It appears that the majority of the Republican presidential candidates are opting to pass on participating in the upcoming YouTube CNN debate, scheduled for September 17. This should come as no surprise, but it seems to be true.
As a voting public our response should be simple – you don’t participate, you shouldn’t run.
Republican Candidates: Afraid to Face the YouTube Generation?
By Sarah Lai Stirland EmailJuly 27, 2007 | 12:20:01 PMCategories: Election ’08
The Washington Post reports today that to date, only two of the Republican presidential candidates have agreed to participate in CNN-and-YouTube’s-hosted September 17 presidential debate.
What a surprise.
The Republicans candidates, even by the admission of experts on their side have so far shown that they’re not entirely comfortable with the populism and technology of Web-enabled political discourse.
But I believe the issue goes deeper than that.
Most of the Republican candidates have supported President Bush’s approach to the war in Iraq — but the polls show that most Americans now oppose the war and Bush’s decision to increase the number of troops there. Thus it doesn’t seem like a great idea for the candidates to potentially expose themselves to graphic and heart-rending videos from soldiers’ relatives and others who are likely to ask very difficult questions that would cast an extremely negative light on the candidates’ policy positions.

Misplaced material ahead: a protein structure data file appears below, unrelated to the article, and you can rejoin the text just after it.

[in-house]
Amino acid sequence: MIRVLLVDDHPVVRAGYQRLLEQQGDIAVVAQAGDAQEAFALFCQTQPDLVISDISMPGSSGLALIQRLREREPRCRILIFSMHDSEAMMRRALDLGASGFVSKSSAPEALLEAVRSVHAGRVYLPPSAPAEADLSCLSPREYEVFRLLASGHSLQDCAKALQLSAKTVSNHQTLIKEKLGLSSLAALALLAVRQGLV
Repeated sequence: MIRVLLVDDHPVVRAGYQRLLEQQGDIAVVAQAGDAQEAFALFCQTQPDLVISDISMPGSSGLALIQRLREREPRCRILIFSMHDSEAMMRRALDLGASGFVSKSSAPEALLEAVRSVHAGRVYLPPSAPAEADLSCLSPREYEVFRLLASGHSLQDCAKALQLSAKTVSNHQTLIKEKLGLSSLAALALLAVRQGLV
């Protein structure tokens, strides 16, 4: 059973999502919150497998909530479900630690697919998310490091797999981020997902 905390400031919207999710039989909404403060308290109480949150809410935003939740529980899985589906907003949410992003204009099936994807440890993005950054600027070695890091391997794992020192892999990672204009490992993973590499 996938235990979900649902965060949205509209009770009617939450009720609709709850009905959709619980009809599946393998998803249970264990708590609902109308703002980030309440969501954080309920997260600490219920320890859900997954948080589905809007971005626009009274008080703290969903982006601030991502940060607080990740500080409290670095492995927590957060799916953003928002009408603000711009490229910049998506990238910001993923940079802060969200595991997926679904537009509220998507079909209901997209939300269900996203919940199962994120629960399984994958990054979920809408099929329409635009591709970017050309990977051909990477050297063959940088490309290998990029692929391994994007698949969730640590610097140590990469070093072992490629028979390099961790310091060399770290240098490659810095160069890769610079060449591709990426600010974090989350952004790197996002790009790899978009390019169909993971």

The Post article notes that so far, only John McCain and Ron Paul have agreed to participate in the debate. McCain has obviously vigorously stood up for what he believes in and hasn’t been shy about his position on the war, and Paul opposes it. So again, it comes as no surprise that they’d agree to participate.
The Post article also notes that the leading Republican candidate New York Mayor Rudolph Giuliani isn’t likely to agree to participate in the September debate. Again, this isn’t surprising. I lived in New York when Giuliani was mayor, and he’s not exactly a touchy-feely guy who responds well to other people’s opinions and feelings, which is what a lot of the YouTube election is about — how voters feel and demonstrate those feelings on video about the issues.
Yet, these candidates could be making a serious mistake.
Ratings data show that the CNN/YouTube debate received the highest viewership level for the demographic between 18 and 34 since measurement level began in 1992 for a cable news debate.
Research released earlier this year by Harvard’s Institute for Politics found that — galvanized by the war — this age group showed up at the polls in 2004 at extremely high levels.
As Carl Cannon, a writer for the inside-the-Beltway publication National Journal noted in a May edition of the magazine, “These young people are so little understood that many of the 2006 congressional campaigns ignored them utterly, although the candidates who did paid a price for their inattention.”
Update: There’s now a petition to get the Republicans to change their minds. Also, consultant David All has an emotional response to the news. And TechPresident has some interesting YouTube user stats that might persuade the candidates.